■ The early SEC Most Valuable Player is — drum roll, please — Alabama offensive coordinator Lane Kiffin.
OK, so Kiffin is not a player, but he has been the conference's difference-maker. Say what you will about the former Tennessee and Southern Cal head coach, but Kiffin knows how to call plays.
In Kiffin's first four games, Alabama has rolled up 538, 620, 547 and 645 total yards. He has turned fifth-year senior quarterback Blake Sims into a record-setter.
And despite Nick Saban's complaints about up-tempo schemes, Alabama ran 82 plays against West Virginia and 87 against Florida. (Isn't Saban worried about the safety of the other teams' defenses?)
Meanwhile, Kiffin's predecessor, Doug Nussmeier, is directing a Michigan offense that was blanked by Notre Dame and scored just 10 points against Utah.
■ It does not help Will Muschamp's case at Florida that the former defensive coordinator's defense allowed a school-record 645 yards to Alabama last Saturday.
■ What will be interesting this Saturday is to see how Mark Stoops' young team, still sore from the back-pats after an overtime loss at Florida, responds to being a two-touchdown favorite over Vanderbilt.
Stoops' players have never been in that position, and neither has Stoops, as a head coach.
■ The SEC West, the entire SEC West, is 20-0 against non-conference opponents.
■ With Texas off last week, Charlie Strong has had two weeks to iron out his team's problems, starting at the coin toss.
Against UCLA on Sept. 13, UCLA won the coin toss and deferred. So Texas was given first choice and erroneously elected to kick off. (Strong was furious, by the way.) That gave UCLA the decision to start the second half, and UCLA elected to have Texas kick off again. Texas ended up losing 20-17. Think that extra possession might have made the difference?
■ Speaking of UCLA, Thursday night's game with Arizona State is a very attractive matchup.
■ As for last Thursday night, Kansas State Coach Bill Snyder complained Auburn stole some of his team's signals in Auburn's 20-14 win at Manhattan. Stop the whining. Don't all teams try to steal signs?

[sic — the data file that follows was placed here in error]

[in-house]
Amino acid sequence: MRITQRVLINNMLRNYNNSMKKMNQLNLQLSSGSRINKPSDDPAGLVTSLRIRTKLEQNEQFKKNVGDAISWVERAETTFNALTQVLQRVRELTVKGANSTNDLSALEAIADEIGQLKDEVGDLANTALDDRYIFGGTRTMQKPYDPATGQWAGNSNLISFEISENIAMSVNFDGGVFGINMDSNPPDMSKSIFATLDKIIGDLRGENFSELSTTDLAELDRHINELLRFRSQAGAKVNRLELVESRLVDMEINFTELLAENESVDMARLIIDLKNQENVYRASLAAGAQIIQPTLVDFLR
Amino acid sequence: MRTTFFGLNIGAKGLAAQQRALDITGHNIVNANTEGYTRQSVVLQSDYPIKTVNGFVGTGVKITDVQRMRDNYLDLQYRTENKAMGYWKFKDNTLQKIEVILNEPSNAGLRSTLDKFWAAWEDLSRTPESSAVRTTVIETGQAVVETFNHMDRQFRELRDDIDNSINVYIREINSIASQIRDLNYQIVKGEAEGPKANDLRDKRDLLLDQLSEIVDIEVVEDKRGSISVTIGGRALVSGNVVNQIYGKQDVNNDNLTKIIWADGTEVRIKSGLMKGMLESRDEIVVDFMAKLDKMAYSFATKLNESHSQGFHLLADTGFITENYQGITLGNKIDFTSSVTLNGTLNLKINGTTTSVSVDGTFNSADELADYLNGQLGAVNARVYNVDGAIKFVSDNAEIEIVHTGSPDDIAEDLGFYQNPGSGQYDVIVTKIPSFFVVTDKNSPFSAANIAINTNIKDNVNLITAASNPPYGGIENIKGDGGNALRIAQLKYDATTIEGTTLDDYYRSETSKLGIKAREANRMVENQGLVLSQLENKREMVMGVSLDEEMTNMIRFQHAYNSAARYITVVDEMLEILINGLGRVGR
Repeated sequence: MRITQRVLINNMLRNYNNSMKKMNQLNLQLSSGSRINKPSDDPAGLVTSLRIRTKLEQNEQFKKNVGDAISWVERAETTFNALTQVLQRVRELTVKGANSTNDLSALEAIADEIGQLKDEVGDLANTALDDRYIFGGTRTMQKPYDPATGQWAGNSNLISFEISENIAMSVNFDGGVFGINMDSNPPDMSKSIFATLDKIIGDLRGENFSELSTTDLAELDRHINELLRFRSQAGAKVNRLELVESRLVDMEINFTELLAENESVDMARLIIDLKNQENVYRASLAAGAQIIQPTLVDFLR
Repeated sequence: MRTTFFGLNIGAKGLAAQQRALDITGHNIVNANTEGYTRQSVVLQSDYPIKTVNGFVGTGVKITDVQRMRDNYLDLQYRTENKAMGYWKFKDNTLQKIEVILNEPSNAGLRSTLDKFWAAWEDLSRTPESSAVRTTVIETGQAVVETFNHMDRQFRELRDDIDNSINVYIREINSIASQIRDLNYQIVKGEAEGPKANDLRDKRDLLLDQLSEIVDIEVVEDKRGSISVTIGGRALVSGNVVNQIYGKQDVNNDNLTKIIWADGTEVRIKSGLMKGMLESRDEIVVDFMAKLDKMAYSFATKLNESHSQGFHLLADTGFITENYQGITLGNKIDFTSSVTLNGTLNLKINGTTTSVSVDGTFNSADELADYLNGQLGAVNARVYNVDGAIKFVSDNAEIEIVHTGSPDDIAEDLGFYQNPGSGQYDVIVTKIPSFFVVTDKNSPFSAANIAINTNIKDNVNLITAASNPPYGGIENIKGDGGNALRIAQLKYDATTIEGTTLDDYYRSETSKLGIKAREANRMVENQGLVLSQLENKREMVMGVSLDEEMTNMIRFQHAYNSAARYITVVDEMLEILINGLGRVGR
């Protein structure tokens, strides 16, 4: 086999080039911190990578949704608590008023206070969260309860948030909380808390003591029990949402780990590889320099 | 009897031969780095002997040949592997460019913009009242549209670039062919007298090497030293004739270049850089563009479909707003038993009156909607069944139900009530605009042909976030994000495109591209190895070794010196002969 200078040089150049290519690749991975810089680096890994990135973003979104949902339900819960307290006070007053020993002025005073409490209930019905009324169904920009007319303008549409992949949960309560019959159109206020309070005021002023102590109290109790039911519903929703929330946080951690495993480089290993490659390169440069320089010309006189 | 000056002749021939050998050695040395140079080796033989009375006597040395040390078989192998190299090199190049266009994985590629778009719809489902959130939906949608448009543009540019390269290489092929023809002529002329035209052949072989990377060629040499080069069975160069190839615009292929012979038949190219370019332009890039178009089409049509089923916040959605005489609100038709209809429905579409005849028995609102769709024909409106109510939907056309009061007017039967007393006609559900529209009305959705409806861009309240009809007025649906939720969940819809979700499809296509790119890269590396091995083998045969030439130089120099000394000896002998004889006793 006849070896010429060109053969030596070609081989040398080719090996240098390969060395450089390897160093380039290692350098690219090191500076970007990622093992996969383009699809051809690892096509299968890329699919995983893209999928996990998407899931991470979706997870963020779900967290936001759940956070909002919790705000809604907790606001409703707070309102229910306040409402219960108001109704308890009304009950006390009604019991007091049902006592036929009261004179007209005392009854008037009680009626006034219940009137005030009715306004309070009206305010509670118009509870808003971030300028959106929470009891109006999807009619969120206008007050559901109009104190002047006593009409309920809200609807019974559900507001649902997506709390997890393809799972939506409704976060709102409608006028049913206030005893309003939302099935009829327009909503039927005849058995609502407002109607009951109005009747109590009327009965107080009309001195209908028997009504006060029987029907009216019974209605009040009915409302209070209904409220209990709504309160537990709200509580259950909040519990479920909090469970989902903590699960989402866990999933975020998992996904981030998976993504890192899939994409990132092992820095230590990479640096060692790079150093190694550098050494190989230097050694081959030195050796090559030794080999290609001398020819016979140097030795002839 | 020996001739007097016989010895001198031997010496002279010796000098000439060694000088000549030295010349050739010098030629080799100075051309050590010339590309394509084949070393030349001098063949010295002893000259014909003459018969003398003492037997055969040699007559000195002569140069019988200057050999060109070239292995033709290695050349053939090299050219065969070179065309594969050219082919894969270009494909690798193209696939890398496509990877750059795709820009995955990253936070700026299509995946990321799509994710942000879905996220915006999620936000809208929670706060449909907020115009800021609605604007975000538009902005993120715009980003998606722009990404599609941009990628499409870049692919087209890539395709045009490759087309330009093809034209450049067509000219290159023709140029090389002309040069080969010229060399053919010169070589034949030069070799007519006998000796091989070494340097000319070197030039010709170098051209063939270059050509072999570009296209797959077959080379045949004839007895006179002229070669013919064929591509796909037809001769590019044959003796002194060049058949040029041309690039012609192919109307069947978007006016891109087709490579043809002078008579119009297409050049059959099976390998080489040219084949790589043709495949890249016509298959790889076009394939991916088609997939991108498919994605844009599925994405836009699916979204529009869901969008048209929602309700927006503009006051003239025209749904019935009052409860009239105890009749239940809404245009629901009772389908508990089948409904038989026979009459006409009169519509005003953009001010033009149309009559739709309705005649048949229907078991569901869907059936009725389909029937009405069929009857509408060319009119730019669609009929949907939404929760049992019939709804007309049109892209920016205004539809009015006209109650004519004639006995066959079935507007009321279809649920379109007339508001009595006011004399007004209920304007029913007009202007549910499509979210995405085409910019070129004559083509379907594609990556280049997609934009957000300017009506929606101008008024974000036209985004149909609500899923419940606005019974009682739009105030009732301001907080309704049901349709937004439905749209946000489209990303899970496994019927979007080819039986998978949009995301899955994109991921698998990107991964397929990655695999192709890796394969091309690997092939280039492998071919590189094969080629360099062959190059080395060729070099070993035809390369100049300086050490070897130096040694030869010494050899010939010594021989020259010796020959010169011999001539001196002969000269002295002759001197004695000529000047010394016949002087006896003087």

■ I know it's just three games and they haven't won a playoff game since the 1990 season, but the Bengals look awfully good.
■ There is no way a suspended Jameis Winston should have been in full uniform when Florida State came out to play Clemson last Saturday night. The school placed the blame on the equipment staff, but FSU Coach Jimbo Fisher dropped the ball. Fisher made Winston return to the locker room and take his shoulder pads off. Give him that.
Better yet, why was Winston on the sideline to start with?
■ It's odd to see a Bobby Petrino-coached team 82nd in the nation in total offense. That's where Louisville ranks after four games.
■ I still think Oklahoma is the best team in the country.
■ Kentucky is 16th nationally in third-down defense, allowing a conversion just 26 percent of the time. That is a very good stat to be ranked 16th in the nation.
■ Boston Celtics owner Wyc Grousbeck to WBZ-TV in Boston on Rajon Rondo: "He's super stubborn. I don't know how coachable he really is. I know if you ask Doc (Rivers), 'Was he the most coachable guy, or in the top half, 50 percent,' he'd say, 'No, he's in the bottom 50 percent of being coachable.'"
■ Heard Bill Parcells correct ESPN's Colin Cowherd this week when Cowherd said the real creative coaching is being done at the college level. Parcells argued that it is being done at the high school level.
In fact, when Parcells was the head coach of the Dallas Cowboys, he went to see a high school team play because he had heard so much about the head coach. The coach: Gus Malzahn.
■ Our Steve Spurrier quote of the week, this after his team beat Vanderbilt by 14 points, "We've all seen good football teams. We ain't one."